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'Fine' and 'coarse' mycorrhizal fungi on red clover plants in acid soils: Root colonization and plant responses
J. ARINES, A. VILARIÑO and MARIA SAINZ
Plant and Soil
Vol. 111, No. 1 (September 1988), pp. 135-145
Published by: Springer
Stable URL: http://www.jstor.org/stable/42937642
Page Count: 11
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Three sterilized acid soils were inoculated with inocula of vesicular-arbuscular mycorrhizal fungi. Soils were limed and/or P fertilized to produce different fertility levels. Most inocula consisted of mixtures of 'fine' + 'coarse' type endophytes. Red clover (Trifolium pratense L.) was seeded in pots and grown in a glasshouse for 4 months. Root colonization by VAM fungi, the relative infection by Glomus tenue compared to that by 'coarse' VAM fungi and the effect of inoculation on red clover growth and mineral nutrition (P, K, Ca and Mg) were studied. Spores were also checked and tentatively identified. Results showed that root colonization by VAM fungi was higher than 50% in most cases, the lower values being found in the soil with the highest P content. Inocula containing G. mosseae + G. tenue infected plant roots only in limed (pH > 5.7) soils. A study of the relative colonization by 'fine' and 'coarse' endophytes showed that the competitive ability against G. tenue followed the order G. fasiculatum > G. mosseae > G. epigaeum > G. macrocarpum, although soil properties and fertility were crucial factors. Glomus lacteum was tentatively identified in two of the three experimental soils. The inoculum in which Glommus tenue was most infective was also the most efficient in improving plant growth and nutrient uptake. The effect of inoculation on P and Mg uptake followed a similar pattern.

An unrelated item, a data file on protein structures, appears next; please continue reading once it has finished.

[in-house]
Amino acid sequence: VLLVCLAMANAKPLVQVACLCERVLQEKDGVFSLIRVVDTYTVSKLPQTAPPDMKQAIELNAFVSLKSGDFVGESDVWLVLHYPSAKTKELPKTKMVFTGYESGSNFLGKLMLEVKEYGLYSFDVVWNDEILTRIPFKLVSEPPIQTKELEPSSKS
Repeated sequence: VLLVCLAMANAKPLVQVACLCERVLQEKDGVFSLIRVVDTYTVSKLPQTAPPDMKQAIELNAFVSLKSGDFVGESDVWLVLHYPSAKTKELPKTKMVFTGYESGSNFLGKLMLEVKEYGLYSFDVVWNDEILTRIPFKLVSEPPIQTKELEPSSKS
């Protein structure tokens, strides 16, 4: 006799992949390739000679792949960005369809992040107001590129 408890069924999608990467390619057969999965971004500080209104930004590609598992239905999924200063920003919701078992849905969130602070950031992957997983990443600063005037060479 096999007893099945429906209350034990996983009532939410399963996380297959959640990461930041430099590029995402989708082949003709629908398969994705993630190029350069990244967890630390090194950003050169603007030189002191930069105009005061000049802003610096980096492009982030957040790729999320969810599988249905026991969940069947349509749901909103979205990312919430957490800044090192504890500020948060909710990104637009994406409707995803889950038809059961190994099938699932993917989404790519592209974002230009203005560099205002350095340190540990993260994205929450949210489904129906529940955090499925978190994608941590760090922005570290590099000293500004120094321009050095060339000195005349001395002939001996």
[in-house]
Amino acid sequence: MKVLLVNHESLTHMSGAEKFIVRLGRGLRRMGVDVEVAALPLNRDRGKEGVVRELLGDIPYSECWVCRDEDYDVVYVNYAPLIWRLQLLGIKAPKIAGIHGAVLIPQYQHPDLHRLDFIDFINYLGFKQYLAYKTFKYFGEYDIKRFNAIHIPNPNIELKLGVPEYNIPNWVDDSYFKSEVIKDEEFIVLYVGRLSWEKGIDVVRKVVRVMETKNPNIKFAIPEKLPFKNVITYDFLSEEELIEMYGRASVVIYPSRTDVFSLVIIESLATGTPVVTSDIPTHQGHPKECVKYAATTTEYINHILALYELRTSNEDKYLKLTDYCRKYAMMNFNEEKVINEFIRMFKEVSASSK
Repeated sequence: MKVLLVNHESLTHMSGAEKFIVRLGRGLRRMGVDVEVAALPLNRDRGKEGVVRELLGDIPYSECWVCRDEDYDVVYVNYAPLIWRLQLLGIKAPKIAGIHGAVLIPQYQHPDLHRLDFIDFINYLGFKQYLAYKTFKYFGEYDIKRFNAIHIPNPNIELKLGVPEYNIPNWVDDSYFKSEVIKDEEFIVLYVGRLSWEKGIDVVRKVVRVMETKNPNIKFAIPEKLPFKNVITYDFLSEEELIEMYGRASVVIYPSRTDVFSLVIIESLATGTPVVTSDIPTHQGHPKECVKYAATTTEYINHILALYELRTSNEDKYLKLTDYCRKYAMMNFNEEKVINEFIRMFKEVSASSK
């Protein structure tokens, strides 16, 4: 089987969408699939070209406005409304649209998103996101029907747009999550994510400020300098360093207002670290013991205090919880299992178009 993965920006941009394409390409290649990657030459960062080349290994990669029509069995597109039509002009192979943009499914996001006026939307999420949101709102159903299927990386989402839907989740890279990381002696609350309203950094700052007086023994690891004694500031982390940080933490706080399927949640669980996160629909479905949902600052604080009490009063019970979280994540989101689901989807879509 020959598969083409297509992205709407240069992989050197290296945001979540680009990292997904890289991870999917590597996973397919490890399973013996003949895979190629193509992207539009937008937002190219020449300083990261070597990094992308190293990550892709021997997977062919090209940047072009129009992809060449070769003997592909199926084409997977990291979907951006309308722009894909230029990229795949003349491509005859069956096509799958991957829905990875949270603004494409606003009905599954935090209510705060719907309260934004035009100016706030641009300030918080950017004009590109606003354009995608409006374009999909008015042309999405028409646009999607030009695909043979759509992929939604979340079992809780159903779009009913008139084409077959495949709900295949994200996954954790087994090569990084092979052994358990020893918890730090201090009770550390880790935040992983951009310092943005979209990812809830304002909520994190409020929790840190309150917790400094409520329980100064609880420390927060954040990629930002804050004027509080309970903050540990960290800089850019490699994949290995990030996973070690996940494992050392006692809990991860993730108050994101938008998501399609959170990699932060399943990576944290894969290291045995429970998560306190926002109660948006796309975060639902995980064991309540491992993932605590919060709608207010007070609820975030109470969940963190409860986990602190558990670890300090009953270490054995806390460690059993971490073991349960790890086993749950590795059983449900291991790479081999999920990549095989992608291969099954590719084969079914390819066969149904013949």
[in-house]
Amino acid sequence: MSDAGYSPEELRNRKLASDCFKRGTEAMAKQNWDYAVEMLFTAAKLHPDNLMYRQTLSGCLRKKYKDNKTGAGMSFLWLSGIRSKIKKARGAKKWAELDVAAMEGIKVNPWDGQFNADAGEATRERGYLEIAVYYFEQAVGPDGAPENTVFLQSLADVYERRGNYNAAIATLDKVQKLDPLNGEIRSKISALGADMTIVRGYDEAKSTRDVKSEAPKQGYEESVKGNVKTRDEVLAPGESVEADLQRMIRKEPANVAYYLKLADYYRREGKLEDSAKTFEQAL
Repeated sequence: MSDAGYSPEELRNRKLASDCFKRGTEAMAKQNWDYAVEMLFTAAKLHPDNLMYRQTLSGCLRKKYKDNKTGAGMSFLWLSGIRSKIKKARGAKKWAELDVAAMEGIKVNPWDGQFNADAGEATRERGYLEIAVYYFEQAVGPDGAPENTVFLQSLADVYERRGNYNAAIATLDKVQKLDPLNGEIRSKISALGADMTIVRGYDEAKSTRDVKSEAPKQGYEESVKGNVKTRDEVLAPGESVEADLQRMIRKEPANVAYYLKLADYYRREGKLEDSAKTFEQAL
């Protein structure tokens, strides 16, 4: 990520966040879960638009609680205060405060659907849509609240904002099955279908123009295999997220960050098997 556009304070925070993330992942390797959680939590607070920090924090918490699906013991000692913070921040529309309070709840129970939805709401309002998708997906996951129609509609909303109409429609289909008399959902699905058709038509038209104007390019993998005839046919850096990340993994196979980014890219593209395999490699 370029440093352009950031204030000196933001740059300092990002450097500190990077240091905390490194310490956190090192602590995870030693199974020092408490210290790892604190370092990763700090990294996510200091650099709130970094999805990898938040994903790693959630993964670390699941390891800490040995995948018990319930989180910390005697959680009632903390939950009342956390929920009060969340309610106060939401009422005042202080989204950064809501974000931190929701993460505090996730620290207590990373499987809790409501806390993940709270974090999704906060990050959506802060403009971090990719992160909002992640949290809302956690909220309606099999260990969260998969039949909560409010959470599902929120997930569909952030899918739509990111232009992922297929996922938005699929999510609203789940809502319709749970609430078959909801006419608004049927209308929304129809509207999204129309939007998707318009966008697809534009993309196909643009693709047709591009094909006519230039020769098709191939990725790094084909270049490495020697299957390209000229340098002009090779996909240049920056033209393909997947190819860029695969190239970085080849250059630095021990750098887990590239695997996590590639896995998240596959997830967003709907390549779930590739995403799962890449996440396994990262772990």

Plant and Soil © 1988 Springer